Similarly, very high LVR lending, another problem in the US, did not occur to the same extent in this market.

“In the US people of surprisingly modest means could get loans valued in excess of 100 per cent of the value of the property. But in Australia it’s very difficult to get a mortgage at more than 80 per cent LVR without mortgage insurance,” says Eslake.

…..An excess supply of housing, which impacted the US and Irish markets, is also missing in Australia.

“In countries housing supply ran a long way ahead of underlying demand. Builders kept building in the expectation of future demand. When the cycle changed, forced sales and excess supply crashed the market,” says Eslake.

For the last 15 years Australia has had a housing shortage. While that’s changing given a record numbers of apartments have been built in the last few years, supply has not yet outstripped demand.

While he does mention risks attached to interest-only mortgages, Saul’s view is that “a correction in the domestic residential property market, at this point in the cycle it seems unlikely.”

I believe there are further assumptions that he has not mentioned:

  • That banks continue to provide credit at the same rate as they are at present. A slow-down in new credit, precipitated by rising interest rates or falling prices, could cause a contraction.
  • That the inflow of foreign investment into Australian residential housing continues at the same rate as at present. There are three possible headwinds:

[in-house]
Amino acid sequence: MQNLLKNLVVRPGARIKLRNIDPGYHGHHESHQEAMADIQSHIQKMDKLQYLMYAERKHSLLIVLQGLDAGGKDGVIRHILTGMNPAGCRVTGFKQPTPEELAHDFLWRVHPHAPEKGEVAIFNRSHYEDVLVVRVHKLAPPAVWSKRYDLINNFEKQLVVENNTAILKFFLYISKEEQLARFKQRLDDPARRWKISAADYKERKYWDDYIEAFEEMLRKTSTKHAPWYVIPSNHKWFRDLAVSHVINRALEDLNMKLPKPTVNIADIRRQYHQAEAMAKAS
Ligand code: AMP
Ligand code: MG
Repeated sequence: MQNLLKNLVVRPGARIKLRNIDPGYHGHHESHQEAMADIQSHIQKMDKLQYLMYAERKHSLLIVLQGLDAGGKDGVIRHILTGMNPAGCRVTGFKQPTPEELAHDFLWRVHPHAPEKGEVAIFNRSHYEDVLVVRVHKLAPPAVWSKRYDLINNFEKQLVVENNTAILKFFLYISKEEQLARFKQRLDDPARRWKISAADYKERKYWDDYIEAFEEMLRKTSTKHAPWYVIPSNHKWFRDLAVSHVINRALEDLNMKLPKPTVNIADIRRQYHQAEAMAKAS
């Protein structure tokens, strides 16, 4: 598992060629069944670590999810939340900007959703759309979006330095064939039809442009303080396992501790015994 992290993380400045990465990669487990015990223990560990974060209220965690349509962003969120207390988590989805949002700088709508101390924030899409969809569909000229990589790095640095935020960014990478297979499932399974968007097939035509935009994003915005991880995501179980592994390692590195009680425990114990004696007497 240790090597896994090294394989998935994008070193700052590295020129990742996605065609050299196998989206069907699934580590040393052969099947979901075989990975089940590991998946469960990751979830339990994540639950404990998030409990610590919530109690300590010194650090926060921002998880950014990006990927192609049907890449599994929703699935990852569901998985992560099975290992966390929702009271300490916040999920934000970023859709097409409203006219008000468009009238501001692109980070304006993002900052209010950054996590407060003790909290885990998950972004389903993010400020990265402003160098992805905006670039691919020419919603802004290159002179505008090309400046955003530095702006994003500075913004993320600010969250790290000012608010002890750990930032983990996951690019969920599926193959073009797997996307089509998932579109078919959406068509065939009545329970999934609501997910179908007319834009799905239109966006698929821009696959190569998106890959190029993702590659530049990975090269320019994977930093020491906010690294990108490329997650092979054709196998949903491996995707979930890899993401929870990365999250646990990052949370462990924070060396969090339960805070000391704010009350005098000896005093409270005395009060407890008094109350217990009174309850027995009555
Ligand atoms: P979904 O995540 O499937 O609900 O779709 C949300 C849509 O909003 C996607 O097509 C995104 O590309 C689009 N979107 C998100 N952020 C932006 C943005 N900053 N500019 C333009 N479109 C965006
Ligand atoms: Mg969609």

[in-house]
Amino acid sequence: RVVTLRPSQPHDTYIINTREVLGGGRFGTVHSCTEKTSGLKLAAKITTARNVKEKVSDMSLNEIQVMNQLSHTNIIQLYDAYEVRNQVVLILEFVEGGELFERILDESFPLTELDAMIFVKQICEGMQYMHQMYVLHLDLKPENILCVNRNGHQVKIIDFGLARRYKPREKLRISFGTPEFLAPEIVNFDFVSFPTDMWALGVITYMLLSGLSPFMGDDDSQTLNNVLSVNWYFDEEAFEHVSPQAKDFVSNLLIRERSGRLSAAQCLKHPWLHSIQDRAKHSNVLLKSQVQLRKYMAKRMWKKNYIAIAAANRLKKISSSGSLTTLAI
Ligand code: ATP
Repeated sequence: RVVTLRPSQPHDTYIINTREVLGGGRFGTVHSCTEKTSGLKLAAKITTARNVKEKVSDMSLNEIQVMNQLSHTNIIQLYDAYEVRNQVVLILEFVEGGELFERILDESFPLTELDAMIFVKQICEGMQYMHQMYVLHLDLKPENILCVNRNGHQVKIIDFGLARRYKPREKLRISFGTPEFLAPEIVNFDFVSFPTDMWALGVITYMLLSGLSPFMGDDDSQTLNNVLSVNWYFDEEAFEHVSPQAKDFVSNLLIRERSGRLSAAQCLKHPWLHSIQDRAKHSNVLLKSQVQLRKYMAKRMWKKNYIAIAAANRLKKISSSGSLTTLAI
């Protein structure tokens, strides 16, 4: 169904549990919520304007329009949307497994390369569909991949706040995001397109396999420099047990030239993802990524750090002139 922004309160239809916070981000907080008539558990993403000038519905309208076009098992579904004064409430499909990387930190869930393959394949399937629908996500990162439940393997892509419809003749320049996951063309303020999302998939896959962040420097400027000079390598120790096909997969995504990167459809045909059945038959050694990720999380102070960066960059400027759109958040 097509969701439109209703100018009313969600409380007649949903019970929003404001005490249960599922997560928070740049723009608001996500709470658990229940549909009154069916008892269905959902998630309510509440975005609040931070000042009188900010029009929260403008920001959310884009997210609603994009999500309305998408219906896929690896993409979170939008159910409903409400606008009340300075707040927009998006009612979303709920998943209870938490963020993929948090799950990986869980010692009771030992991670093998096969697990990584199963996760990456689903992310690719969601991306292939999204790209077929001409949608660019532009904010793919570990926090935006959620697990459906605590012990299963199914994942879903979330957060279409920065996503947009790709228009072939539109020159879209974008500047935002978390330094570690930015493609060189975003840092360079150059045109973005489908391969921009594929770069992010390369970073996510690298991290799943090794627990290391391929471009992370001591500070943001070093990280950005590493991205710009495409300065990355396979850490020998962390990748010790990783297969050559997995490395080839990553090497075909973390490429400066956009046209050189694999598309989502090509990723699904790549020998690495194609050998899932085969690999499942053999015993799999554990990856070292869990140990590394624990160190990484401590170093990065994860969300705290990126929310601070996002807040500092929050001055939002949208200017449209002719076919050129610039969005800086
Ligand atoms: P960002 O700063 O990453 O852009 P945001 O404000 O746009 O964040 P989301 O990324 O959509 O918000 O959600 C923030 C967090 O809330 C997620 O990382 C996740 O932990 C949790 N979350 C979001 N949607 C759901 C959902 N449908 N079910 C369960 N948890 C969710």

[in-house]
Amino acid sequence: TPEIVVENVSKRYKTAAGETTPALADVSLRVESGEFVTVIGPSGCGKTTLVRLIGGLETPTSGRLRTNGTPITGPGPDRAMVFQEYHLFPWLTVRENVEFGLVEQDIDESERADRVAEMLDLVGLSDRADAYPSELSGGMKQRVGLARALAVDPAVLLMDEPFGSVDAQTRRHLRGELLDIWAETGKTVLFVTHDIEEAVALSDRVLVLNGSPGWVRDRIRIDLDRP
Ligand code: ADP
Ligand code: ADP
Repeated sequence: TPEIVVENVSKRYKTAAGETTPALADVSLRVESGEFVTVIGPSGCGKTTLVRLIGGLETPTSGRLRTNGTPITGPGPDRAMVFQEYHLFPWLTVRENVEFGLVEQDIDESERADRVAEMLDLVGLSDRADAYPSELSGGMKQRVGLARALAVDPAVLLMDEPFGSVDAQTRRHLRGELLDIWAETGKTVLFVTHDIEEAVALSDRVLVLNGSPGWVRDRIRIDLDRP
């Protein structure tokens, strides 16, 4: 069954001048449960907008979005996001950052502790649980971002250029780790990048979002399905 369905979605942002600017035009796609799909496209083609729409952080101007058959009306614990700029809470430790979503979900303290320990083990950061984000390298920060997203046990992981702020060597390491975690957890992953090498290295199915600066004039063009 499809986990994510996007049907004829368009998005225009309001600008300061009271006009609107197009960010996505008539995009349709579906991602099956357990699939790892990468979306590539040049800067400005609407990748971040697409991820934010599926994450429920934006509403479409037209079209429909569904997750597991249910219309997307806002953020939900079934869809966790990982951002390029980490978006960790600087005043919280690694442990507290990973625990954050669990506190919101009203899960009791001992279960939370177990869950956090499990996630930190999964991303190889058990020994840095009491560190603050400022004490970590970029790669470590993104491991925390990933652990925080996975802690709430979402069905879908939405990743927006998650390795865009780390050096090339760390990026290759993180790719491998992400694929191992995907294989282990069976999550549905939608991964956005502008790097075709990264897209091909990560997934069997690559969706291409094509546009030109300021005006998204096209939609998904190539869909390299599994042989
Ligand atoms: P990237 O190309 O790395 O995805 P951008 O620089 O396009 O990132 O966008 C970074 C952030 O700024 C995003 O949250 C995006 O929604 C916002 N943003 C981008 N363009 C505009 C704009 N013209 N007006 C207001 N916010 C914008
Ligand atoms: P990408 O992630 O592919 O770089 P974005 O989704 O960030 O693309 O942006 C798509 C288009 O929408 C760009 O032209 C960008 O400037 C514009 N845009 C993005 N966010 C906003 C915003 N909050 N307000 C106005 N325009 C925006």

1. Reluctance on the part of Australian banks to increase exposure to foreign investors.
    2. Tighter monetary policy in China.
    3. And a Chinese crackdown to restrict capital outflows.
  • That current low interest rates continue. Inflationary pressures are low, so this is not unreasonable at present, but circumstances can change. So can LVRs.

I would describe the situation as reasonably stable at present but increasingly precarious in the long-term as the ratio of household debt to disposable income continues to climb.

Source: Opinion: What if the housing market crashed?

Australia: Housing bubbles and declining business investment

The Australian housing bubble is alive and kicking, with house prices growing at close to 10% per year.

House Prices

Loan approvals are climbing, especially for owner-occupiers. Fueled by record low interest rates.

Loan Approvals

Causing household debt to soar relative to disposable income.

Loan Approvals

Business Investment

Nominal GDP growth of 6.34% for the 2017 FY is a rough measure of the average return on capital investment.

Australia Nominal GDP